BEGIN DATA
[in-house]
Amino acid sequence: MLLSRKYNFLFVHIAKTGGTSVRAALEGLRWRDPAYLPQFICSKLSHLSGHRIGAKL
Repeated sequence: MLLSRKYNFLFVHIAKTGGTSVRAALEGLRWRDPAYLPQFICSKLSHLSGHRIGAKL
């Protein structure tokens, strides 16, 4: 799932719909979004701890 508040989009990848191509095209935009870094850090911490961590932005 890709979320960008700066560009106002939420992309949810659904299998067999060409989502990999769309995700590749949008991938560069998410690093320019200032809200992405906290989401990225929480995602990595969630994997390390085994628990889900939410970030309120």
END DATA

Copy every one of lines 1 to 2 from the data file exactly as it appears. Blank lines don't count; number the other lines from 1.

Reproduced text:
[in-house]
Amino acid sequence: MLLSRKYNFLFVHIAKTGGTSVRAALEGLRWRDPAYLPQFICSKLSHLSGHRIGAKL